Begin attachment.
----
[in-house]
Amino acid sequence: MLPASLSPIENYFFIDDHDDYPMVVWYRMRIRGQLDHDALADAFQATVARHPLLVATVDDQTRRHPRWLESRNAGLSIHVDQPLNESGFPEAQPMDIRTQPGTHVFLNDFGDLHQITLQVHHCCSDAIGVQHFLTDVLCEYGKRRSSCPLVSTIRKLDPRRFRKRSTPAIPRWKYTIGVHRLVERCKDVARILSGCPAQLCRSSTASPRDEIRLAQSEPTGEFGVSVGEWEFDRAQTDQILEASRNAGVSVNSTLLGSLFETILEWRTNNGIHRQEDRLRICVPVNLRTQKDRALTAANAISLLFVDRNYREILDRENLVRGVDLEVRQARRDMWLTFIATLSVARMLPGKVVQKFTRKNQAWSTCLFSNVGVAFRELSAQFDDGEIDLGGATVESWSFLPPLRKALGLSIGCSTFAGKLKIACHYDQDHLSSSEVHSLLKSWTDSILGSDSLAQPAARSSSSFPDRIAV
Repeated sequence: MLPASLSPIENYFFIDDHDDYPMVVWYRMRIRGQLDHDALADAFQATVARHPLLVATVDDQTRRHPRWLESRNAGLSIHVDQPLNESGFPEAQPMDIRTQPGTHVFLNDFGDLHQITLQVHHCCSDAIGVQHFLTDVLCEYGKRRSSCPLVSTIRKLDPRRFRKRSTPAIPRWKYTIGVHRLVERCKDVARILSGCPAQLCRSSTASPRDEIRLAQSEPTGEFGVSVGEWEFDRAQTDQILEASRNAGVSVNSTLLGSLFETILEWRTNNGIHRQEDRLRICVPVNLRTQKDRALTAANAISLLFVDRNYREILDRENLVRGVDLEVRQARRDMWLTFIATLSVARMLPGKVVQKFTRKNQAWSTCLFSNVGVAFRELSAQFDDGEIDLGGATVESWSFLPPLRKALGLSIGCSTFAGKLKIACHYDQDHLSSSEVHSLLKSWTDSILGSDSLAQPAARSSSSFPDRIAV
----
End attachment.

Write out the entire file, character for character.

[in-house]
Amino acid sequence: MLPASLSPIENYFFIDDHDDYPMVVWYRMRIRGQLDHDALADAFQATVARHPLLVATVDDQTRRHPRWLESRNAGLSIHVDQPLNESGFPEAQPMDIRTQPGTHVFLNDFGDLHQITLQVHHCCSDAIGVQHFLTDVLCEYGKRRSSCPLVSTIRKLDPRRFRKRSTPAIPRWKYTIGVHRLVERCKDVARILSGCPAQLCRSSTASPRDEIRLAQSEPTGEFGVSVGEWEFDRAQTDQILEASRNAGVSVNSTLLGSLFETILEWRTNNGIHRQEDRLRICVPVNLRTQKDRALTAANAISLLFVDRNYREILDRENLVRGVDLEVRQARRDMWLTFIATLSVARMLPGKVVQKFTRKNQAWSTCLFSNVGVAFRELSAQFDDGEIDLGGATVESWSFLPPLRKALGLSIGCSTFAGKLKIACHYDQDHLSSSEVHSLLKSWTDSILGSDSLAQPAARSSSSFPDRIAV
Repeated sequence: MLPASLSPIENYFFIDDHDDYPMVVWYRMRIRGQLDHDALADAFQATVARHPLLVATVDDQTRRHPRWLESRNAGLSIHVDQPLNESGFPEAQPMDIRTQPGTHVFLNDFGDLHQITLQVHHCCSDAIGVQHFLTDVLCEYGKRRSSCPLVSTIRKLDPRRFRKRSTPAIPRWKYTIGVHRLVERCKDVARILSGCPAQLCRSSTASPRDEIRLAQSEPTGEFGVSVGEWEFDRAQTDQILEASRNAGVSVNSTLLGSLFETILEWRTNNGIHRQEDRLRICVPVNLRTQKDRALTAANAISLLFVDRNYREILDRENLVRGVDLEVRQARRDMWLTFIATLSVARMLPGKVVQKFTRKNQAWSTCLFSNVGVAFRELSAQFDDGEIDLGGATVESWSFLPPLRKALGLSIGCSTFAGKLKIACHYDQDHLSSSEVHSLLKSWTDSILGSDSLAQPAARSSSSFPDRIAV